Survey: Older people are better tippers
PHOENIX -- When it comes to being generous tippers, older diners come out on top, according to a new survey.
The Harris Poll, conducted on behalf of Michelin, finds 18-34-year-olds are twice as likely to tip less than 15 percent for good service, compared to those 35 and older.
At Copper Star Coffee in Phoenix, baker and barista Corrin Bond isn't buying the results. She finds older customers are more likely to toss the change in the tip jar, but during her time waiting tables, Bond found younger customers were more generous.
"There are a lot of young waitresses and they knew how it was and so they tipped a lot," said Bond.
Bond said that people in the Northwest are better tippers than the Southwest, perhaps because "they're younger and hipper." The survey finds 27 percent of people in the West and 27 percent in the South admit to usually tipping 15 percent, while only 14 percent of people in the Northeast say they typically tip 15 percent. On average, the survey finds Americans tip 18 percent for good service, while people in the Northeast average 19 percent.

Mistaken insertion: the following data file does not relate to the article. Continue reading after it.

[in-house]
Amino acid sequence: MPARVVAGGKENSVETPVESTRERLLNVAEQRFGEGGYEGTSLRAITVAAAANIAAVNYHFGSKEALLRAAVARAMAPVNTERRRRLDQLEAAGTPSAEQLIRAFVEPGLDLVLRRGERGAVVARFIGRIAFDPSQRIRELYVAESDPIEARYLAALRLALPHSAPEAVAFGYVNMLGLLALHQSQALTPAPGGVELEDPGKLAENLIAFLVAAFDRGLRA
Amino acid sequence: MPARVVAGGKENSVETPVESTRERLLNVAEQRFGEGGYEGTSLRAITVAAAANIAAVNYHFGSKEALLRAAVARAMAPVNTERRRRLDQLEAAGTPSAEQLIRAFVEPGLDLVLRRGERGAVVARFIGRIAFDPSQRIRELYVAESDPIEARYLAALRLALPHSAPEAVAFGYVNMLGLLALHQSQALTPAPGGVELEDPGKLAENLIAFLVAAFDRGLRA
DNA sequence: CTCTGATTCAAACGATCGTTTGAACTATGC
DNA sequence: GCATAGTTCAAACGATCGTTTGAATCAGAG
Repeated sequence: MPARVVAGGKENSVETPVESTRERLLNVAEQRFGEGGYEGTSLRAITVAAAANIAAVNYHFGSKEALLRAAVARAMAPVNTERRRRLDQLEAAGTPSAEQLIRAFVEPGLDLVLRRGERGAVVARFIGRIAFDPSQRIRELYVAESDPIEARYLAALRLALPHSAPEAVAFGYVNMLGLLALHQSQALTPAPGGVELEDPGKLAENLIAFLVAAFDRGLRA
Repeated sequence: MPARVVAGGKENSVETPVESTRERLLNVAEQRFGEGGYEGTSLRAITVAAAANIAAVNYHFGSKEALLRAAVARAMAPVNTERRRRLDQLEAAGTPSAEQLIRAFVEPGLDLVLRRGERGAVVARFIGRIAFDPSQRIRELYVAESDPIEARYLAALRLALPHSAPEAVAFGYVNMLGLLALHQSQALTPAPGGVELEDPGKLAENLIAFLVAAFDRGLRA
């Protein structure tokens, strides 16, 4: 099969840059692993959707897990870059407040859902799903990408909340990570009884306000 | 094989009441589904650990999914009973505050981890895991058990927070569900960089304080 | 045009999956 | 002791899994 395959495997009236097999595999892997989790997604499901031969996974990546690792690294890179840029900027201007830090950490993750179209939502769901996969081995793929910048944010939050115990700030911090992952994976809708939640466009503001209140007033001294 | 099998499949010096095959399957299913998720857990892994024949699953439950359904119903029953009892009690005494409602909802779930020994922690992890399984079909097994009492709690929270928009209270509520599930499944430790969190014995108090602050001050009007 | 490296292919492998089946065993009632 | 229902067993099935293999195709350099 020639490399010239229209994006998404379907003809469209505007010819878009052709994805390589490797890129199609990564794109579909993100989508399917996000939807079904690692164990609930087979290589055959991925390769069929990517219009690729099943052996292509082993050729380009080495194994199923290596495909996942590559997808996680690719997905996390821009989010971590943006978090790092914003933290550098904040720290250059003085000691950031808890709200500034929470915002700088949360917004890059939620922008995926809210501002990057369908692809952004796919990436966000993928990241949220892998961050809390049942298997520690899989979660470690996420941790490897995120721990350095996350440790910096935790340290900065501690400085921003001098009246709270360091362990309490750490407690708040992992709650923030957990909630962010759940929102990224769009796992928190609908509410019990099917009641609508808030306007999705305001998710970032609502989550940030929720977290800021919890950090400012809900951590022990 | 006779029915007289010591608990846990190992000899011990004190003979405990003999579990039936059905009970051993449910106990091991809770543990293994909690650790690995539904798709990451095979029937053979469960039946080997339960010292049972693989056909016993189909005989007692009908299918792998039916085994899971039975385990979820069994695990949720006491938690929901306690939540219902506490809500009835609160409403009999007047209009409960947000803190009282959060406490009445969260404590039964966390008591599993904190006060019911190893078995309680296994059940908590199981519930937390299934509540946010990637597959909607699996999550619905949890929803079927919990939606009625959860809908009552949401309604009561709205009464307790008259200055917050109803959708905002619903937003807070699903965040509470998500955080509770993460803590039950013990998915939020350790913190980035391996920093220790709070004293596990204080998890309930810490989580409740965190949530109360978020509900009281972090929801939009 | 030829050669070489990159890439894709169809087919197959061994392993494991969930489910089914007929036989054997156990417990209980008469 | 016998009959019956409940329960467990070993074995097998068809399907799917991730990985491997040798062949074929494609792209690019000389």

Despite the poll, Bond said you can't generalize.
"There are some people who are usually more quiet and reserved and they'll tip a lot," she said. "There are some people who are really outspoken and engaged and like to talk a lot, and sometimes, they don't tip."
Christina Estes, Reporter